, was found to fractionate as a floating fat layer after centrifugation. In WPPC solutions, because most of the fat was trapped with the proteins, only some of the fat was released upon centrifugation. With SDS treatment, some of this trapped fat was released. The remaining fat in WPPC solution was apparently more closely associated with proteins, allowing it to remain in the supernatant or as a sediment, depending on their density differences.

      CONCLUSIONS

      The CLSM images revealed the presence of very large protein aggregates in rehydrated WPPC solutions, with most of the fat trapped inside these aggregates. This type of matrix of protein and entrapped fat is reminiscent of a high-fat spray dried product. It appeared that some of the fat may be encapsulated or trapped within the protein aggregates through the shear produced by atomization during spray drying. We were not able to easily fractionate the PL from this complicated matrix. We did see some clusters of protein surrounding the fat in CLSM images of liquid WPPC as well as a weak yield stress. This suggests that there are already interactions between the protein and fat components, even in liquid WPPC. The various chemical pretreatment methods that were applied on a bench-top scale did not successfully fractionate PL from the fat and protein components. All of these treatments had previously been successful on cheese whey but were not previously tried for WPPC. The SDS treatment helped us identify the amount of fat more closely associated with the proteins. About 35% of the fat in WPPC was in the form of free fat that could be released by SDS treatment, suggesting that the remaining fat has some form of specific interaction with the proteins. Other fractionation methods are necessary (e.g., solvent, enzyme treatment) to isolate PL from WPPC.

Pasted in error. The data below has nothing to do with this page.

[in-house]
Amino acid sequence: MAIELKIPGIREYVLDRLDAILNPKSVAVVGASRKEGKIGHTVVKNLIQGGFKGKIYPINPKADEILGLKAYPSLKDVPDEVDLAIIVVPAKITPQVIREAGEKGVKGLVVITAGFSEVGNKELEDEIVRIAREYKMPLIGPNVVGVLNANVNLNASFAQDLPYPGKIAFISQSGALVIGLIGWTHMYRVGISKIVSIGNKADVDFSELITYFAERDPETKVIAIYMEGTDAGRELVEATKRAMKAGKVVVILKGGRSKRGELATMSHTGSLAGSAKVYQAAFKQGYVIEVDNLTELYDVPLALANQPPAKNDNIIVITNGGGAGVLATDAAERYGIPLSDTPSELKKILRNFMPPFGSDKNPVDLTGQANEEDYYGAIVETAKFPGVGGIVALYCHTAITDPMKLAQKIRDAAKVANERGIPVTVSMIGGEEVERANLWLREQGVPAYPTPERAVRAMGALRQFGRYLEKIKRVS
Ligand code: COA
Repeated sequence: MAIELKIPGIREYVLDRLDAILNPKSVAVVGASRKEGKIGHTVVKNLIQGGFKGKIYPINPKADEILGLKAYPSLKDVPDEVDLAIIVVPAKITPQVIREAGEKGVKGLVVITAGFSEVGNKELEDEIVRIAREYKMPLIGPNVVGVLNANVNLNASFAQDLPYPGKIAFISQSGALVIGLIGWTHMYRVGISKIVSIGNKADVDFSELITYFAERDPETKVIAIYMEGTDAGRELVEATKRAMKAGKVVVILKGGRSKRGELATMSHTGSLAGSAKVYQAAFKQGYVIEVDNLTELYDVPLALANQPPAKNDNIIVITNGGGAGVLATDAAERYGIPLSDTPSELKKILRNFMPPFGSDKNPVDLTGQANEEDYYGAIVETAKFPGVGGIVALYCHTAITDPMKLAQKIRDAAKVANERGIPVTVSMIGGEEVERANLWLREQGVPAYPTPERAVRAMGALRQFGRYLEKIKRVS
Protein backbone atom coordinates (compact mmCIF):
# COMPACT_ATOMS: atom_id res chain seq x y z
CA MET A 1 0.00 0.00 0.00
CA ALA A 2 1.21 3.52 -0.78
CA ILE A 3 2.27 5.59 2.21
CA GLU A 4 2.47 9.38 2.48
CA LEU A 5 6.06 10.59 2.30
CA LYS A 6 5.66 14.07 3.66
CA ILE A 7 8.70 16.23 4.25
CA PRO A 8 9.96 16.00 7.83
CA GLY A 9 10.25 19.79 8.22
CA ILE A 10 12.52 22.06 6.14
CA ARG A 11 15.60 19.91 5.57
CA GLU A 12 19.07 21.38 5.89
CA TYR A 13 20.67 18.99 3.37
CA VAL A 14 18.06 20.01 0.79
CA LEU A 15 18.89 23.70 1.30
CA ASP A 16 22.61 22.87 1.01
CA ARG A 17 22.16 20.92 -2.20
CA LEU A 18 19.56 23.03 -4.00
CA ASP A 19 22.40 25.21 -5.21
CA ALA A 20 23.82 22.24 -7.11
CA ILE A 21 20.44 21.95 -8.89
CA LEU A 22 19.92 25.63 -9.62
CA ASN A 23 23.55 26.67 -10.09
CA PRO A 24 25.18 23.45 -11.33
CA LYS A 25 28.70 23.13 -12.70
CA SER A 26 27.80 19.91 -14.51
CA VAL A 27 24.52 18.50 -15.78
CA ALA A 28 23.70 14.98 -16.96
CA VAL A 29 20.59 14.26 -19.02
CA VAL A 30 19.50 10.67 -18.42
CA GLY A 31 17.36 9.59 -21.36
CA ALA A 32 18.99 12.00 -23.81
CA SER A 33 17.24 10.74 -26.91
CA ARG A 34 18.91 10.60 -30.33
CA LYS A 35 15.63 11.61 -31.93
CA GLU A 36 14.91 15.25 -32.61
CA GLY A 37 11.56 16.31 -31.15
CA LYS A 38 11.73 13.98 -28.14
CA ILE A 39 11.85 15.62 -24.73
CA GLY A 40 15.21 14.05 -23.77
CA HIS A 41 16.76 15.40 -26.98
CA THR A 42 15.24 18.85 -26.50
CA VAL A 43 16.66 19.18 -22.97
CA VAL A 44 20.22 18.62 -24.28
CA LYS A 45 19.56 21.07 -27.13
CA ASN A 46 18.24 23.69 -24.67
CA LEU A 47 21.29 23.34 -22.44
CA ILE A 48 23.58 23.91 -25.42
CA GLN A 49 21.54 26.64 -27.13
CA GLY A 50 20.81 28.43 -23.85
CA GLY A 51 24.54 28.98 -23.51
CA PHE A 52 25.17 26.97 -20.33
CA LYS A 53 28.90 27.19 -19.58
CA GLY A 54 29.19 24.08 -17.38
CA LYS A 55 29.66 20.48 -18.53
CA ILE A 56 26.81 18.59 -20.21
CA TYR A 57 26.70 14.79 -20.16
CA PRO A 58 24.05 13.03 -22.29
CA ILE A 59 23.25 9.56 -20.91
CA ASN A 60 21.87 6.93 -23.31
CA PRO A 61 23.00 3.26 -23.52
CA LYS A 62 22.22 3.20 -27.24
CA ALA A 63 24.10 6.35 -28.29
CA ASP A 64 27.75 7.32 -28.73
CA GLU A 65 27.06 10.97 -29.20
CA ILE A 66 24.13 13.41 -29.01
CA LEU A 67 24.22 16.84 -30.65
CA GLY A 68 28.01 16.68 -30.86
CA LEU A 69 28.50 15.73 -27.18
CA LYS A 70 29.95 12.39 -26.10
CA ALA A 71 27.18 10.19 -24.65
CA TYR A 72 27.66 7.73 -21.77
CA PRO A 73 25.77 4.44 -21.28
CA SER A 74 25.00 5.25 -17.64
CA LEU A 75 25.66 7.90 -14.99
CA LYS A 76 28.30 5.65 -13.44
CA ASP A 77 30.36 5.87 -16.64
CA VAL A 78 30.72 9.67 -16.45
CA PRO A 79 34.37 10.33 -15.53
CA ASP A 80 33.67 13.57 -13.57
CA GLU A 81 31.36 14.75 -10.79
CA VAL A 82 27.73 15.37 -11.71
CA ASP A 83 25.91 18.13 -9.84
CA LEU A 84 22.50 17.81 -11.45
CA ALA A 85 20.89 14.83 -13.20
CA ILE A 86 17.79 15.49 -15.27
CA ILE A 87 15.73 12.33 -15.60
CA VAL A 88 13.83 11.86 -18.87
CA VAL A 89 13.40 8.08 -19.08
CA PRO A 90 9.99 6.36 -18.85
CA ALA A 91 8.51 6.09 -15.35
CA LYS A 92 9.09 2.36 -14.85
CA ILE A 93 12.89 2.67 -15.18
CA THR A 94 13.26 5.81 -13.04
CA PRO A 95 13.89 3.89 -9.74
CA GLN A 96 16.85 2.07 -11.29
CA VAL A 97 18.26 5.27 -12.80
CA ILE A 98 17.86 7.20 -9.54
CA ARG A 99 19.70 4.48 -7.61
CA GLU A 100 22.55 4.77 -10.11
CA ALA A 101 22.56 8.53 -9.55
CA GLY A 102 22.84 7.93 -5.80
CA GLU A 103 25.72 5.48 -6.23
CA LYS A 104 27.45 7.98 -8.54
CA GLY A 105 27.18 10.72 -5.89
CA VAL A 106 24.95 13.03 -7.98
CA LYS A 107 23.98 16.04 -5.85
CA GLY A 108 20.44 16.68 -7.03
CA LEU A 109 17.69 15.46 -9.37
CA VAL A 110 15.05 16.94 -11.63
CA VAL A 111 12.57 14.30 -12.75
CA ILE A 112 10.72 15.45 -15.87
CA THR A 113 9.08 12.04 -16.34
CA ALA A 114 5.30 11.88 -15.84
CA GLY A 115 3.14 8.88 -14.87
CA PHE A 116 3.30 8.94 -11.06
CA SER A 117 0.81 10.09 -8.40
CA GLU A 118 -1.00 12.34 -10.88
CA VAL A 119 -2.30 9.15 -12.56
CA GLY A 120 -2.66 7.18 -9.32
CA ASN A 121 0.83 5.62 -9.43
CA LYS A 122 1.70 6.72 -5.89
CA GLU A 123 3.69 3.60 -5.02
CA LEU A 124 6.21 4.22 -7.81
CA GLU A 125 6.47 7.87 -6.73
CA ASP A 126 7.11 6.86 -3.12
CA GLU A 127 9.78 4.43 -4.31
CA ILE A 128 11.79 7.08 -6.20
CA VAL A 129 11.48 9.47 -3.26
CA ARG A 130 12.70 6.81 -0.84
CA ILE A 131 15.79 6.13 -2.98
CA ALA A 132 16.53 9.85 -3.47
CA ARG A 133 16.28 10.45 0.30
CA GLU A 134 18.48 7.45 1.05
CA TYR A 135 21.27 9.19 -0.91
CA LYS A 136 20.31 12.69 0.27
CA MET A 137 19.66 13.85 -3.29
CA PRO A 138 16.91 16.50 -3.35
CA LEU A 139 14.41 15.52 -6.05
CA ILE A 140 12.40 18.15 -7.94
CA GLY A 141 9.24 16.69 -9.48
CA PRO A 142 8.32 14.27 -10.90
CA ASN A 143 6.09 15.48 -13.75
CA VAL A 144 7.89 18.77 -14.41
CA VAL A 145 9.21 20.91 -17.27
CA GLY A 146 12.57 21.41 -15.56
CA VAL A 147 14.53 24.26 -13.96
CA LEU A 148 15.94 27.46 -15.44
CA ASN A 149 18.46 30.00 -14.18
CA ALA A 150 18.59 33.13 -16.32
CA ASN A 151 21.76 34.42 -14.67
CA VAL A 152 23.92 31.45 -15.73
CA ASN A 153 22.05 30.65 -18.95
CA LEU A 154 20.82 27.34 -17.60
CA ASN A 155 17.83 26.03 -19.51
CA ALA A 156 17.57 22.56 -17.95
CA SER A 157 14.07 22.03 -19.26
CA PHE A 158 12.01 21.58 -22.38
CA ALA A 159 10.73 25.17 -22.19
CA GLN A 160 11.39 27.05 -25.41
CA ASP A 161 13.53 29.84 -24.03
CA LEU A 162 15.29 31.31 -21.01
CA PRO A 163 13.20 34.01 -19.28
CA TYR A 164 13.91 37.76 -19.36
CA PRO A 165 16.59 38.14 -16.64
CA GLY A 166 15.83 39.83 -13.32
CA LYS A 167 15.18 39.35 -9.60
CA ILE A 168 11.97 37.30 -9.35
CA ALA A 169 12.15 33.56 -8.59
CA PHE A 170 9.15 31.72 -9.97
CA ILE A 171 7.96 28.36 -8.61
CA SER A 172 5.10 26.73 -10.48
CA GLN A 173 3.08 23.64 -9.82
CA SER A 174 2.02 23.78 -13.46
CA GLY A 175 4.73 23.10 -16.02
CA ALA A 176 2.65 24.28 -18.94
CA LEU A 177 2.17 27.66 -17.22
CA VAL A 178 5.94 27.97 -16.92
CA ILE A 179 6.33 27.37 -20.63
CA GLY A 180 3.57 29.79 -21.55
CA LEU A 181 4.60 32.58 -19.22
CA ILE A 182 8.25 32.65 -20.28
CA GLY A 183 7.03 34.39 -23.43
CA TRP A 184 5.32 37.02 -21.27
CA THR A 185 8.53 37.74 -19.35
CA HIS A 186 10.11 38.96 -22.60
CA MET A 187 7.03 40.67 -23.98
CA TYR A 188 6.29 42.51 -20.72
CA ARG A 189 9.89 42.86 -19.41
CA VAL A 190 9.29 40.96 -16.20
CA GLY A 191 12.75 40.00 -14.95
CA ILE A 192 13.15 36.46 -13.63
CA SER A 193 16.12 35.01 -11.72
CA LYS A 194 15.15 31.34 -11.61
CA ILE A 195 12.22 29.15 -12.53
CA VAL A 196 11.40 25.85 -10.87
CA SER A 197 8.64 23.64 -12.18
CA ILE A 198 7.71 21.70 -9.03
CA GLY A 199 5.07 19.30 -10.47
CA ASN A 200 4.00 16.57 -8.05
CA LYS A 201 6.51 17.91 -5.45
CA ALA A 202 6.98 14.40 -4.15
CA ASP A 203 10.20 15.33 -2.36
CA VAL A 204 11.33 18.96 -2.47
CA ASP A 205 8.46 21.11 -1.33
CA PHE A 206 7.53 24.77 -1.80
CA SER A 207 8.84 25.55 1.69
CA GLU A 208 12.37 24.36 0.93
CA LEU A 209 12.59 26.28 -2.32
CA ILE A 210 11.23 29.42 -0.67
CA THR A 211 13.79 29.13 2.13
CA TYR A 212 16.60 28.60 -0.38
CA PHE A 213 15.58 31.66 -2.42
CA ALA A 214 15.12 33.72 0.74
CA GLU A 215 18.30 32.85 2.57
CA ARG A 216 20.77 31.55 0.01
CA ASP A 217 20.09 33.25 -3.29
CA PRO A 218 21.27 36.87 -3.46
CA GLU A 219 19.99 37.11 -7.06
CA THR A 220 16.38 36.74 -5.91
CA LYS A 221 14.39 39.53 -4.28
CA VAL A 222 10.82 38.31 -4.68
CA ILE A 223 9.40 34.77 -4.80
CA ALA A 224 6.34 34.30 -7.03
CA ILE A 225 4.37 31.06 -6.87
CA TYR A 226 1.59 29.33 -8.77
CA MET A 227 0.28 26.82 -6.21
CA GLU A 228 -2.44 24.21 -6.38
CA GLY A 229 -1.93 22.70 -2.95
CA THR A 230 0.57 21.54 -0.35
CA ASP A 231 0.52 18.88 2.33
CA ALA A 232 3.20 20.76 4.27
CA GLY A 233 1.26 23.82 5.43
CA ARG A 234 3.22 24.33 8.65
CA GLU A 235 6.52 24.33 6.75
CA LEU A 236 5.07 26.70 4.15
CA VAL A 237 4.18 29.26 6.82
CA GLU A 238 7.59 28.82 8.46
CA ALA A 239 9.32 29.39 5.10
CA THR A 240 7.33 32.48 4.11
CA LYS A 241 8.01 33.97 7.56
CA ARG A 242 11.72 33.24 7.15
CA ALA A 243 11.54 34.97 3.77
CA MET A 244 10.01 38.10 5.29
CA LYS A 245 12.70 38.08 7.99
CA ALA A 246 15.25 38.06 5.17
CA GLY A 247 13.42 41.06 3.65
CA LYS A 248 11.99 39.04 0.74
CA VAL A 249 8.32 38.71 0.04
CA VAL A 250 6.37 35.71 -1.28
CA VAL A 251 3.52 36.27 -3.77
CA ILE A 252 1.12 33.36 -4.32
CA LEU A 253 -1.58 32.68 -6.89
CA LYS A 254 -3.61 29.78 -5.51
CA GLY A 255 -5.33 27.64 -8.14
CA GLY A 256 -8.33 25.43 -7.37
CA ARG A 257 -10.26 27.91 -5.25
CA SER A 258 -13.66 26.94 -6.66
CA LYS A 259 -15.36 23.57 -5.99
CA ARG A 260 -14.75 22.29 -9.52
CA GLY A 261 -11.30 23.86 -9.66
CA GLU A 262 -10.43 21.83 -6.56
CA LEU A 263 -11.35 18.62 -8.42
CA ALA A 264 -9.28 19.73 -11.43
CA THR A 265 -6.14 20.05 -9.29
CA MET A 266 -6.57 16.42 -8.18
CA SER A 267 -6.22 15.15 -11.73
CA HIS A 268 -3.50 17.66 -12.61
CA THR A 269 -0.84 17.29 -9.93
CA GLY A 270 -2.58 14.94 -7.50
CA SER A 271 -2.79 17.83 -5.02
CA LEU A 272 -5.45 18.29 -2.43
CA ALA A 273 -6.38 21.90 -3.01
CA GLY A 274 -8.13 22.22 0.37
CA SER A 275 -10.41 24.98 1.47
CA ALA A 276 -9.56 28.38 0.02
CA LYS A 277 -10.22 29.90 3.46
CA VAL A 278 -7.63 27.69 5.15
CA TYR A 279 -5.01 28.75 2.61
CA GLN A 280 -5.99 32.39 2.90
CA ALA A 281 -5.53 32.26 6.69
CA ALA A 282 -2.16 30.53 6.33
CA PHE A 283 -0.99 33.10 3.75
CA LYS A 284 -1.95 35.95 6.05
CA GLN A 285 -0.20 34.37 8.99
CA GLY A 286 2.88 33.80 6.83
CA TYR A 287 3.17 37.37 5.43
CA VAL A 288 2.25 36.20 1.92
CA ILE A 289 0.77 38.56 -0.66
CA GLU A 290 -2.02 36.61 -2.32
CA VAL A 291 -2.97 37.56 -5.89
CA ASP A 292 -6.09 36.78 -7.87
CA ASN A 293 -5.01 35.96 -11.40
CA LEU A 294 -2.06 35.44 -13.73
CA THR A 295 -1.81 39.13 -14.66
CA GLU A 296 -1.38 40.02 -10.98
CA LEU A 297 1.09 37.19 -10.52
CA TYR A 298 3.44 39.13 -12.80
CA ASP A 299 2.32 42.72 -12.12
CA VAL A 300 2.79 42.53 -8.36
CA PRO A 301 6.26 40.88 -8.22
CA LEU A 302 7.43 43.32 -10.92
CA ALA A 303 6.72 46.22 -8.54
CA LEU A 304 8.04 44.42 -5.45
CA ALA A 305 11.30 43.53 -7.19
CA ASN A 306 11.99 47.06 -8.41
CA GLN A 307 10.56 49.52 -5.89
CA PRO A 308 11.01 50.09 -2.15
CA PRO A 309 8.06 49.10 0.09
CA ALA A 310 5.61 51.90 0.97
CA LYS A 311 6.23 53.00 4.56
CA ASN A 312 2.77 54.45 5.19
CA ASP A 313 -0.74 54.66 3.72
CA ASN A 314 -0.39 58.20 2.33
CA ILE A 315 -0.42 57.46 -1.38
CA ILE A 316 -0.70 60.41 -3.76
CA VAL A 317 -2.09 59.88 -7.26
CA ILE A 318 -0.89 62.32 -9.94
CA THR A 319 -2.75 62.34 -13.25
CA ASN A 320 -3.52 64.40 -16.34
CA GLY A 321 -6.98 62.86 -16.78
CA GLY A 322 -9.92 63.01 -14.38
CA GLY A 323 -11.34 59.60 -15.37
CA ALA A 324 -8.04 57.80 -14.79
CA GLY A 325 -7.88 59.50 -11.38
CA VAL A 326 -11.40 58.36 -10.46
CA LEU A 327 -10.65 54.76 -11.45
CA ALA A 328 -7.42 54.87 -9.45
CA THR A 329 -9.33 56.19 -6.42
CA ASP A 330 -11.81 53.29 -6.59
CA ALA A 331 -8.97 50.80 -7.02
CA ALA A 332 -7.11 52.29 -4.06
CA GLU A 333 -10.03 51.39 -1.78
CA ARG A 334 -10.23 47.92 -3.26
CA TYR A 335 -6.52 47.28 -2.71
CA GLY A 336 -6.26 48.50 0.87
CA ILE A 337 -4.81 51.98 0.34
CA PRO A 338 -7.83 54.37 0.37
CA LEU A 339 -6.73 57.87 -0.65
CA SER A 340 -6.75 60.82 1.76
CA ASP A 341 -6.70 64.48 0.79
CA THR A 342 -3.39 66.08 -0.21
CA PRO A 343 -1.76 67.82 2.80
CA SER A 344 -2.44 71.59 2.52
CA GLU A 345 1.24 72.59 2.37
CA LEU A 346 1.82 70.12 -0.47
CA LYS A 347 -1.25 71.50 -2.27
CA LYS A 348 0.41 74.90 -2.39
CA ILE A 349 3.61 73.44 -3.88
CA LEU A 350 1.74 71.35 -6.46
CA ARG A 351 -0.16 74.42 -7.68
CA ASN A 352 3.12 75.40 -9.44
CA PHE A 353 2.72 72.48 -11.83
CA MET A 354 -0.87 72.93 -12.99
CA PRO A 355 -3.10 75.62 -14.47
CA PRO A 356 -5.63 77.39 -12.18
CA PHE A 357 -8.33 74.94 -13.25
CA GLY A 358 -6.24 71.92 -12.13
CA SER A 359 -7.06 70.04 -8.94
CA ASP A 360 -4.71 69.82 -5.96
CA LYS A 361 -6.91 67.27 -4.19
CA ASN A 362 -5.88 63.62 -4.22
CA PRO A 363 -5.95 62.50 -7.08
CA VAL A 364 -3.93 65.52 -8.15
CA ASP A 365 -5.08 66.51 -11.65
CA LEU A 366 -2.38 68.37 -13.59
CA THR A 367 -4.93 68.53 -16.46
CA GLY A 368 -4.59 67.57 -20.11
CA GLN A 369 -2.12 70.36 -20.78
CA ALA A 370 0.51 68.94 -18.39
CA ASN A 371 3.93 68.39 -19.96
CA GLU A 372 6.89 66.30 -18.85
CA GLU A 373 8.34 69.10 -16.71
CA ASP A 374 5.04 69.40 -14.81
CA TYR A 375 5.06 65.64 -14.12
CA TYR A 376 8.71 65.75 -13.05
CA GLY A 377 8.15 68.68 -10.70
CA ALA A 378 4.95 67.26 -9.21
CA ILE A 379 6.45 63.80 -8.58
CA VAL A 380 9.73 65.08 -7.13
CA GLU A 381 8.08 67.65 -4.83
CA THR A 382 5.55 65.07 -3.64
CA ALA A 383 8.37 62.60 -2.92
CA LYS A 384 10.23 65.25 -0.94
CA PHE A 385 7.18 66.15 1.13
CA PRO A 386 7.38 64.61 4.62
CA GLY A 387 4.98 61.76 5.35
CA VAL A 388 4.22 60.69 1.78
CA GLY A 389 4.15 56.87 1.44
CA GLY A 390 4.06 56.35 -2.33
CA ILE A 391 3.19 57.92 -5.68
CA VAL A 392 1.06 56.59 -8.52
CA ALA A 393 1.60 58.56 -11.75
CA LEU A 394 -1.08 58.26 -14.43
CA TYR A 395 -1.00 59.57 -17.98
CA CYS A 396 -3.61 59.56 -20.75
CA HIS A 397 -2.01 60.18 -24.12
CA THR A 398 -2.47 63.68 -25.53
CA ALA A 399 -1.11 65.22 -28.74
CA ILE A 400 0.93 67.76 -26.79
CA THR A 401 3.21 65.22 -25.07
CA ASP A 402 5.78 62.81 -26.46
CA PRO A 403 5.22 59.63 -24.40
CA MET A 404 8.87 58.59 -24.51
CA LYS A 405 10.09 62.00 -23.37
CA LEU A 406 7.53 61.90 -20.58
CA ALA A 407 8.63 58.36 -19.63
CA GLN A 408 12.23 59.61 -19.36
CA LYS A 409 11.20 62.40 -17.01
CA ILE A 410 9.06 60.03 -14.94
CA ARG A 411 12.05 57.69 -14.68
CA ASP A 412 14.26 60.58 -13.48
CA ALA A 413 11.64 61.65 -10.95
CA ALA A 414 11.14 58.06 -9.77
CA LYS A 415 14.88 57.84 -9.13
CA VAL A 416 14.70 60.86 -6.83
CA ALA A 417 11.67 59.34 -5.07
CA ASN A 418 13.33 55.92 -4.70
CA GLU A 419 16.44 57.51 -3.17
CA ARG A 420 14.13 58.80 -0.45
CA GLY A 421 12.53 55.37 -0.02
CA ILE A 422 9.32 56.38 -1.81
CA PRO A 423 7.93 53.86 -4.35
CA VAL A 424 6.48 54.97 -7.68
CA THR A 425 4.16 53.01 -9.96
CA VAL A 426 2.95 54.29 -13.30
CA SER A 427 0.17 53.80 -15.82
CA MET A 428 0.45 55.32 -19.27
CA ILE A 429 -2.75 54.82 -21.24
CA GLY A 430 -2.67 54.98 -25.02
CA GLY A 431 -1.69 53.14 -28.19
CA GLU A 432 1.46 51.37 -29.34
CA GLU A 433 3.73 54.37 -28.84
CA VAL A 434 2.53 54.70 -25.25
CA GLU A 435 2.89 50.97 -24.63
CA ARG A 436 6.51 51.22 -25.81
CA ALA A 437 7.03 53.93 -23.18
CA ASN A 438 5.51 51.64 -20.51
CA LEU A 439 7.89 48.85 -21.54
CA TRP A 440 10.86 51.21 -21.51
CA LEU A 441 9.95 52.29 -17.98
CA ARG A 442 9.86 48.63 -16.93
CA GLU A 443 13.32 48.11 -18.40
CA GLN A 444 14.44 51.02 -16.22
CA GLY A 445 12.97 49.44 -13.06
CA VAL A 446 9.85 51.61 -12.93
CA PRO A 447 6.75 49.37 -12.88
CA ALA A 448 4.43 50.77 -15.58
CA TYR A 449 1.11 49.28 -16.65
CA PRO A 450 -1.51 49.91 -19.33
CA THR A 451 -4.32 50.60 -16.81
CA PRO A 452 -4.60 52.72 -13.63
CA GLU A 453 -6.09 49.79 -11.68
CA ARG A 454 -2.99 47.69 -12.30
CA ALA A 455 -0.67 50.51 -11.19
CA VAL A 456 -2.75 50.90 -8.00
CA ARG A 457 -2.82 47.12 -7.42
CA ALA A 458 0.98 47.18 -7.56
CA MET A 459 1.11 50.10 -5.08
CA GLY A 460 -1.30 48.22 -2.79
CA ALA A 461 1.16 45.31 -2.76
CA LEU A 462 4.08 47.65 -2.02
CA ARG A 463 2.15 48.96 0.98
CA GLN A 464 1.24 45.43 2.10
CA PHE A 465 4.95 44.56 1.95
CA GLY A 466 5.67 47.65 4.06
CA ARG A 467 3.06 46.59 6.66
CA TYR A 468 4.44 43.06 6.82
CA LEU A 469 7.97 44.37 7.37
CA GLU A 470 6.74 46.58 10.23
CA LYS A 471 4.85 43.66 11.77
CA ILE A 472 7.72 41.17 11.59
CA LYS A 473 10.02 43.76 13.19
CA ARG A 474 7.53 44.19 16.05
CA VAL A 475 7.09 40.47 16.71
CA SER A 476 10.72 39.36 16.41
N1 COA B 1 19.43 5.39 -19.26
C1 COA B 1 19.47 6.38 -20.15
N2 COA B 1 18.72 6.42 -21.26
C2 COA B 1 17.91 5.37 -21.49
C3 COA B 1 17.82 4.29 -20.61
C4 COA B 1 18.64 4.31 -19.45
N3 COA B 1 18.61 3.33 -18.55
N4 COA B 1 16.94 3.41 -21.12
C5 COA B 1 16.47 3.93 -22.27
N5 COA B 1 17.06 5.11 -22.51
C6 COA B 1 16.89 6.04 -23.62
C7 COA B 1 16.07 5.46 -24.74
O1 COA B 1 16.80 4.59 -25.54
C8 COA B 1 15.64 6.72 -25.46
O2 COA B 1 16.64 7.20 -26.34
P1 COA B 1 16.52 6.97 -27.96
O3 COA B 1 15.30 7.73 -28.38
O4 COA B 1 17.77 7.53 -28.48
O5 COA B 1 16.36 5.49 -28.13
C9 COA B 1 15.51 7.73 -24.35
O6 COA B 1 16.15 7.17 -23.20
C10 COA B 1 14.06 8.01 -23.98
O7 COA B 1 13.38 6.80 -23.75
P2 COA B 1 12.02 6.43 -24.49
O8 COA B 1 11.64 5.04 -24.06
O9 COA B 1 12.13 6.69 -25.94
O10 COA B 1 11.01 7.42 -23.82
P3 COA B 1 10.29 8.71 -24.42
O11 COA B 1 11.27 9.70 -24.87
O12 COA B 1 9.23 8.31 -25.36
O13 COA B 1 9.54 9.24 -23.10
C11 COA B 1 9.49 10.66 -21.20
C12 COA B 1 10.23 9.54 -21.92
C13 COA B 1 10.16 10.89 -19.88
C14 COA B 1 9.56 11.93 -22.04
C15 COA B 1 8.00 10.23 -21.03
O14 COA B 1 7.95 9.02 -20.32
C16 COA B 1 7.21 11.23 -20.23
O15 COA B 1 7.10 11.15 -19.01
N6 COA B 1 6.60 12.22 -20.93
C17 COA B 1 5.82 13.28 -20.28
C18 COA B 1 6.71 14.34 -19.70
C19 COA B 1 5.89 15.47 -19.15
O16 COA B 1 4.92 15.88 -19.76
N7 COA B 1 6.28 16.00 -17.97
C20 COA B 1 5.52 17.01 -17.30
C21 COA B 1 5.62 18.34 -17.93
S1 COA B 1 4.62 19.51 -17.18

ACKNOWLEDGMENTS

      The authors thank National Dairy Council (Rosemont, IL) for funding this work. We also thank Agropur Inc. (Le Sueur, MN) and Grande Cheese Company (Fond du Lac, WI) for their donation of WPPC samples. The authors also thank ALS Marshfield, LLC (Marshfield, WI) for performing the compositional analysis of PL in WPPC samples. The authors have not stated any conflicts of interest.